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There is a new market in town

The Cultural Market in downtown Fredericton is three months old and it’s already a happening spot every Saturday at the Cultural Centre.

The market opened Aug. 1 with 18 vendors. It now has 32 vendors with 15 on a waiting list for space.

“It’s been very successful – more so than we had anticipated,” said Dan Taylor, one of the market’s founders. “It’s clear the community has embraced this market. It was long overdue and it fills a void.”

Taylor, along with Charit Khatri and Ishaque Noory – two other founders of the market – recently sat down with the Brunswickan at the market’s Saunders Street location (the former YMCA) to discuss the market, and its growth in recent months.

Among the items sold at the market are international crafts, local delicacies and international foods.

“The idea was to provide a unique experience where the community can experience all different cultures under one roof,” said Khatri. “We’ve had food from more than 20 different countries and we have a wait list of vendors.”

Not only has the market seen more vendors since its inception, but Khatri said there has been an increase in foot traffic.

“There is definitely a need for it, and the local community embraces it,” he said. “It’s a community integration, as well, not just for immigrants. [Visitors] get to learn about different cultures and try different food, and immigrants get to meet the residents, ask questions and make this area their home.”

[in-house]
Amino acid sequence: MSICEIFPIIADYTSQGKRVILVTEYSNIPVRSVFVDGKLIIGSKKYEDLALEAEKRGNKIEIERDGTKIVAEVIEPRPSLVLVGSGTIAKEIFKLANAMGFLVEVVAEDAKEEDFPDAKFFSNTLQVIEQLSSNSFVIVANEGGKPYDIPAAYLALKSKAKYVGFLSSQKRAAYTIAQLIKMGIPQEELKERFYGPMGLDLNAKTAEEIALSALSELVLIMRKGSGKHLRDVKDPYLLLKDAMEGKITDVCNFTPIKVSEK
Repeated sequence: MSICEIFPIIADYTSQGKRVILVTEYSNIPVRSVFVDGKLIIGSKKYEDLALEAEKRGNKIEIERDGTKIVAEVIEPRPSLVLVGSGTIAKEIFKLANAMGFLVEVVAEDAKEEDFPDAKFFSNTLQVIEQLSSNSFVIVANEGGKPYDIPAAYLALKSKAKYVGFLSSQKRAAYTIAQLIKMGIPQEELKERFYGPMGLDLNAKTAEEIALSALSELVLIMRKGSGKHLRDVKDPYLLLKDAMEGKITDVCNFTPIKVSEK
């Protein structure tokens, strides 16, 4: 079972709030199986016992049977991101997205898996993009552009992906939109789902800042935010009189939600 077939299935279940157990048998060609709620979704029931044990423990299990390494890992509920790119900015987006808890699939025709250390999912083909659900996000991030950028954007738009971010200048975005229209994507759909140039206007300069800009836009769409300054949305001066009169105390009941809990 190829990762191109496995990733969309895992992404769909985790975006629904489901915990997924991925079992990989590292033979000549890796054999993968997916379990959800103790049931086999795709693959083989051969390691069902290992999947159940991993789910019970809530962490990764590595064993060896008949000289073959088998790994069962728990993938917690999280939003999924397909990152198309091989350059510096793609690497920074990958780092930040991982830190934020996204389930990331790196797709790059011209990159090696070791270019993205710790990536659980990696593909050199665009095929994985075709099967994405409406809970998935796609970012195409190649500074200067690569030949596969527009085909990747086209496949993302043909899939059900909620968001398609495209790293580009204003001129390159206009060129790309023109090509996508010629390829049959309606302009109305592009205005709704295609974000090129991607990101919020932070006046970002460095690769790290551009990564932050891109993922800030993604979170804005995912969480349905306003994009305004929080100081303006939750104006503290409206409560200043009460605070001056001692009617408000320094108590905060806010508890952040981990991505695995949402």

Khatri said another aspect of the market is that it helps encourage young entrepreneurs to start their own businesses.

“Before opening a restaurant, which could cost thousands of dollars in rent and inventory, here it’s a low-risk option where they can test the waters and see how their product is received,” he said. “Our hope is that, in a year or two, some vendors will open restaurants or set up food trucks to open doors for other immigrants to come try it out.”

Of the market’s four total founders, Khatri said, three of them are relatively new to Canada. He said the food was what they missed most about their respective home countries.

“Consider centres like Toronto, Montreal and Halifax,” said Khatri. “They have all these different cuisines, and it’s flourishing. We wanted to keep it cultural, so it’s not a flea market or a farmer’s market. It’s a cultural market.”

Taylor said there is also a fundraising table available for local service groups to set up free of charge and collect donations. The vendors then come together and provide the groups with a free meal.

“We want to provide the community with the best possible experience,” Khatri said. “We’ve got some of the best folks in the city when it comes to the food and products, and it has been an amazing journey.”

The Cultural Market runs from 9 a.m. to 4 p.m. every Saturday at the Cultural Centre.

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